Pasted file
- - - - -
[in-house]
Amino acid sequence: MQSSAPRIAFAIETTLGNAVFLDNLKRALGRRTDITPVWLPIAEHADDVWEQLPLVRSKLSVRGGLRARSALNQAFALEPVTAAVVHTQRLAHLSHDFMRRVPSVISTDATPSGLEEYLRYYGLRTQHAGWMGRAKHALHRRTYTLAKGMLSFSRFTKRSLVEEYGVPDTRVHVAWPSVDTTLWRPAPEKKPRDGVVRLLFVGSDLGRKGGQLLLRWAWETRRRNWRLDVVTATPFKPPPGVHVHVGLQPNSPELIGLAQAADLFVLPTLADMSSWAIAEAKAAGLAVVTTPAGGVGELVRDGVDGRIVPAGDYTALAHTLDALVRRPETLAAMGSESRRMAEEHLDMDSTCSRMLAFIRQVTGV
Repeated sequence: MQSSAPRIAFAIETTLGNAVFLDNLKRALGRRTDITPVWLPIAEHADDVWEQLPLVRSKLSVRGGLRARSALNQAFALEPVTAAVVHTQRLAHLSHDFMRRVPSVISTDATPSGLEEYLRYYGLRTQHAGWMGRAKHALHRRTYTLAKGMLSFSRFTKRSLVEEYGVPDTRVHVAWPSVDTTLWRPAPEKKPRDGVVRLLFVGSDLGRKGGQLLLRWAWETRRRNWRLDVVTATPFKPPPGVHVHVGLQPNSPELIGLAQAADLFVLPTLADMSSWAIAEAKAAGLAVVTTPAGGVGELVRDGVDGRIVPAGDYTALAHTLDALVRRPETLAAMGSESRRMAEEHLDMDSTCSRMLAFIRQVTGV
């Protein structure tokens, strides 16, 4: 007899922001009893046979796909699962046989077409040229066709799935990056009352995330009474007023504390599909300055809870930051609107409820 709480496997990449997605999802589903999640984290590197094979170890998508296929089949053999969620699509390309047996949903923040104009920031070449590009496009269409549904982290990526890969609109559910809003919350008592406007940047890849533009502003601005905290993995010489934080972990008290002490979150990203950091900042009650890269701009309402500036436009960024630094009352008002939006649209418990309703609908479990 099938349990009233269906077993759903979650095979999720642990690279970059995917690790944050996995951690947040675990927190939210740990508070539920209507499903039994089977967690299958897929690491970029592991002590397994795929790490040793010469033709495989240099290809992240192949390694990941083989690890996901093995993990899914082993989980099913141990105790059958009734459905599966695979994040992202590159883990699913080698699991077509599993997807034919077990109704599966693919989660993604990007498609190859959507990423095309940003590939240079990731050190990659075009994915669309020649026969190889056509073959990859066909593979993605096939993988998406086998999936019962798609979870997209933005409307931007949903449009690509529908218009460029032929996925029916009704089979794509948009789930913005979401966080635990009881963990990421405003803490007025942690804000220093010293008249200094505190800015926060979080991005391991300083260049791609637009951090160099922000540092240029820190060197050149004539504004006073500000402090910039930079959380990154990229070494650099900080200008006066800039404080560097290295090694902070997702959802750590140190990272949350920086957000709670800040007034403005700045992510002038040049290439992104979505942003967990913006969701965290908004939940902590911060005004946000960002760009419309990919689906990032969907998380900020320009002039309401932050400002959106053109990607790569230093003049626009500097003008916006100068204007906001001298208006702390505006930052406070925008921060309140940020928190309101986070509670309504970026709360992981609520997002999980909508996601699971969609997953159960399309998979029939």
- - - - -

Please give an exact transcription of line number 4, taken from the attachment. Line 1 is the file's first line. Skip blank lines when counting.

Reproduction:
């Protein structure tokens, strides 16, 4: 007899922001009893046979796909699962046989077409040229066709799935990056009352995330009474007023504390599909300055809870930051609107409820 709480496997990449997605999802589903999640984290590197094979170890998508296929089949053999969620699509390309047996949903923040104009920031070449590009496009269409549904982290990526890969609109559910809003919350008592406007940047890849533009502003601005905290993995010489934080972990008290002490979150990203950091900042009650890269701009309402500036436009960024630094009352008002939006649209418990309703609908479990 099938349990009233269906077993759903979650095979999720642990690279970059995917690790944050996995951690947040675990927190939210740990508070539920209507499903039994089977967690299958897929690491970029592991002590397994795929790490040793010469033709495989240099290809992240192949390694990941083989690890996901093995993990899914082993989980099913141990105790059958009734459905599966695979994040992202590159883990699913080698699991077509599993997807034919077990109704599966693919989660993604990007498609190859959507990423095309940003590939240079990731050190990659075009994915669309020649026969190889056509073959990859066909593979993605096939993988998406086998999936019962798609979870997209933005409307931007949903449009690509529908218009460029032929996925029916009704089979794509948009789930913005979401966080635990009881963990990421405003803490007025942690804000220093010293008249200094505190800015926060979080991005391991300083260049791609637009951090160099922000540092240029820190060197050149004539504004006073500000402090910039930079959380990154990229070494650099900080200008006066800039404080560097290295090694902070997702959802750590140190990272949350920086957000709670800040007034403005700045992510002038040049290439992104979505942003967990913006969701965290908004939940902590911060005004946000960002760009419309990919689906990032969907998380900020320009002039309401932050400002959106053109990607790569230093003049626009500097003008916006100068204007906001001298208006702390505006930052406070925008921060309140940020928190309101986070509670309504970026709360992981609520997002999980909508996601699971969609997953159960399309998979029939």